Galactic Technology: MIT Scientist Proposes Using the Milky Way’s Supermassive Black Hole as a Quantum Computer


MIT scientist Seth Lloyd  proposes that information is a quantifiable physical value, as much as mass or motion -that any physical system–a river, you, the universe–is a quantum mechanical computer. Lloyd has calculated that "a computer made up of all the energy in the entire known universe (that is, within the visible “horizon” of forty-two billion light-years) can store about 1092 bits of information and can perform 10105 computations/second."

The universe itself is a quantum computer, Lloyd says, and it has made a mind-boggling 10122/sec computations since the Big Bang (for that part of the universe within the “horizon”).

In Year Million: Science at the Far Edge of Knowledge, Leading and up-and-coming scientists and science writers cast their minds one million years into the future to imagine the fate of the human and/or extraterrestrial galaxy. First attempted by H. G. Wells in his 1893 essay “The Man of the Year Million”—is an exploration into a barely conceivable distant future, where the authors confront possibilities facing future generations of Homo Sapiens. How would the galaxy look if it were redesigned for optimal energy use and maximized intelligence? What is a universe bereft of stars?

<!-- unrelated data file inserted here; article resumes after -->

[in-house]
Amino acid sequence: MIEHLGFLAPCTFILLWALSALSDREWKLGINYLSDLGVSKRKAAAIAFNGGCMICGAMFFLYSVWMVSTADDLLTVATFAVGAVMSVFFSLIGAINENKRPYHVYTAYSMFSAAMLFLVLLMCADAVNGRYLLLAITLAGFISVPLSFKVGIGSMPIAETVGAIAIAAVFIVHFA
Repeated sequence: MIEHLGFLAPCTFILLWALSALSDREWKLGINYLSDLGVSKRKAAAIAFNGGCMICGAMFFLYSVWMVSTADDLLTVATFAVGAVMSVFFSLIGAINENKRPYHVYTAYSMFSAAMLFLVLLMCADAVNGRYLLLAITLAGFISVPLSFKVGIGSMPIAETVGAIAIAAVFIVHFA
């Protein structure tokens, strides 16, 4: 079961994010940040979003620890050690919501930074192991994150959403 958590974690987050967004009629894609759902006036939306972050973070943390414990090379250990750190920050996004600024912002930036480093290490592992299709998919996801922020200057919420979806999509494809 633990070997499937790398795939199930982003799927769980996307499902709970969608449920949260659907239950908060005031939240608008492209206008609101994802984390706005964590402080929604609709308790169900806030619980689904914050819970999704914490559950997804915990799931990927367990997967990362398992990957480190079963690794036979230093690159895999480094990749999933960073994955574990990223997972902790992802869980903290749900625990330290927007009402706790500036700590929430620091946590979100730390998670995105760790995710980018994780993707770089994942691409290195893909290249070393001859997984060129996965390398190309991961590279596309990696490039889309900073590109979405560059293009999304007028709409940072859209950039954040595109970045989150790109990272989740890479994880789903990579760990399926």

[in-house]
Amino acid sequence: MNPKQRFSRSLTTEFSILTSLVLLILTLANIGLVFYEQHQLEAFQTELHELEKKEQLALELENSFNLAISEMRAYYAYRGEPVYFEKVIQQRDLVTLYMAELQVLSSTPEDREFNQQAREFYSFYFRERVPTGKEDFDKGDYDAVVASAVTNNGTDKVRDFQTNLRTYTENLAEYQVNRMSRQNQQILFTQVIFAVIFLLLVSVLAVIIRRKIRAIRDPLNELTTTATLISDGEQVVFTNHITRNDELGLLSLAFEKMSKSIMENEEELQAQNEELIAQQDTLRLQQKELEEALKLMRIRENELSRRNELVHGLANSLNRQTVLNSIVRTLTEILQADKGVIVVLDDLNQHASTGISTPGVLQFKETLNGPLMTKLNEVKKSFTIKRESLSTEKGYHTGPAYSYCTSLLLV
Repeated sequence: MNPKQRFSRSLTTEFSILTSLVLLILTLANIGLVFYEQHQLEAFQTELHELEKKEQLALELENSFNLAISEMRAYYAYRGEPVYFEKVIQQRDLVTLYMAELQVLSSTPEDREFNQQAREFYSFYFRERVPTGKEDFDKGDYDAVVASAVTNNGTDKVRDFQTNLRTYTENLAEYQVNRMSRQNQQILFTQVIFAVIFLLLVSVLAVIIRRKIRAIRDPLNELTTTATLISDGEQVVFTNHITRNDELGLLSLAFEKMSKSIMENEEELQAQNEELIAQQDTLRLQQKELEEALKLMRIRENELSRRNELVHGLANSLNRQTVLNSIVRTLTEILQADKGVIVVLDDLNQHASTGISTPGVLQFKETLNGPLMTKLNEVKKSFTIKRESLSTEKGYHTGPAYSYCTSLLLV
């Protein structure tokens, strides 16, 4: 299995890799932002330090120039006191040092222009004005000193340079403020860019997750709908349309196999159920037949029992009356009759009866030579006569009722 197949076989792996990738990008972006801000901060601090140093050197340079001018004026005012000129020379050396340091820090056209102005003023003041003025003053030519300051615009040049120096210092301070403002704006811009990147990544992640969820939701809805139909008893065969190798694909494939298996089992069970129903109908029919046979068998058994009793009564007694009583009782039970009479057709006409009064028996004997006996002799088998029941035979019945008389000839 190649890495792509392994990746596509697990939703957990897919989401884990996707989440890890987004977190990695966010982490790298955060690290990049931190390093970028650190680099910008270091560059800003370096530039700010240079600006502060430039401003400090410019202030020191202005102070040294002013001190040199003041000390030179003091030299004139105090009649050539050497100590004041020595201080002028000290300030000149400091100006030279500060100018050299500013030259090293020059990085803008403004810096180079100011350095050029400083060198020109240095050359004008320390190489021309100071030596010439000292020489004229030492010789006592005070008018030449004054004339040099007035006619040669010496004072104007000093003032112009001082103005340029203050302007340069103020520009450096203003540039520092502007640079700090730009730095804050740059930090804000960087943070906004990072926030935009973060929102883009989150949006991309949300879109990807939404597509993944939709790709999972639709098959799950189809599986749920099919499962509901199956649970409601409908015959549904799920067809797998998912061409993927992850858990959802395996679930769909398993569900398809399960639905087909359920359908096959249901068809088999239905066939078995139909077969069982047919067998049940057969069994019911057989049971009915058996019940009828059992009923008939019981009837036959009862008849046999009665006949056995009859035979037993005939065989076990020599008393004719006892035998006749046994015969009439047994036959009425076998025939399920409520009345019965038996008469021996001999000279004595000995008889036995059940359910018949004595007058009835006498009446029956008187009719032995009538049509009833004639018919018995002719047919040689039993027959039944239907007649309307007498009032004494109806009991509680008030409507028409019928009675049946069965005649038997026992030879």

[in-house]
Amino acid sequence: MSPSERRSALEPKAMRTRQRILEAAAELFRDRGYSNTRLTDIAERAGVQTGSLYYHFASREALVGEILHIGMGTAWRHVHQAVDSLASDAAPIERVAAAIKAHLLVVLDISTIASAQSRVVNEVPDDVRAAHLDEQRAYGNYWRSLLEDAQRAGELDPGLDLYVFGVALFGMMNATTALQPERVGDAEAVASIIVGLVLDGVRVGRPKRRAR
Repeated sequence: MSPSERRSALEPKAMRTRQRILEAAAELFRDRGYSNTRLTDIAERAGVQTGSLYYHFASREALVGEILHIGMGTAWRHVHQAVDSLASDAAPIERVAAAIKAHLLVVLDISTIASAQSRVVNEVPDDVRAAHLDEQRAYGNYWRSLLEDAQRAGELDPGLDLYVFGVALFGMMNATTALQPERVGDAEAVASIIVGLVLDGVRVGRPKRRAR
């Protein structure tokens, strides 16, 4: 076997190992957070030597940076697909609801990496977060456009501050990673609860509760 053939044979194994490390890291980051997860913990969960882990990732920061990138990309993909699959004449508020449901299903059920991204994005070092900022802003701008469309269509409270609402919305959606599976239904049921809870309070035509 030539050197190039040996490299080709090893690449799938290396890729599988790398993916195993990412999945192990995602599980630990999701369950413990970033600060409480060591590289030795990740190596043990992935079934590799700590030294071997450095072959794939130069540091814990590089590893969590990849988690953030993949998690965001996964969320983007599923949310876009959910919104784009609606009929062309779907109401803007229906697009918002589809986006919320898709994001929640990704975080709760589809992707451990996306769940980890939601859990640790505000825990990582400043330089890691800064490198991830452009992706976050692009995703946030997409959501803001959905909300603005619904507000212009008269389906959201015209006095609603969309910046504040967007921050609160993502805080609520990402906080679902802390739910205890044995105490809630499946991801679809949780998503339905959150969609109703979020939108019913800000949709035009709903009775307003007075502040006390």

Lloyd has proposed that a black hole could serve as a quantum computer and data storage bank. In black holes, he says, Hawking radiation, which escapes the black hole, unintentionally carries information about material inside the black hole. This is because the matter falling into the black hole becomes entangled with the radiation leaving its vicinity, and this radiation captures information on nearly all the matter that falls into the black hole.

“We might be able to figure out a way to essentially program the black hole by putting in the right collection of matter,” he suggests.

There is a supermassive black hole in the center of our galaxy, perhaps the remnant of an ancient quasar. Could the Milky Way's supermassive black hole (in image above) become the mainframe and central file sharing system for galaxy hackers of the Year Million? A swarm of ten thousand or more smaller black holes may be orbiting it. Might they be able to act as distributed computing nodes and a storage network?

Toward the Year Million, an archival network between stars and between galaxies could develop an Encyclopedia Universica, storing critical information about the universe at multiple redundant locations in those and many other black holes.

The Daily Galaxy via  Year Million Science

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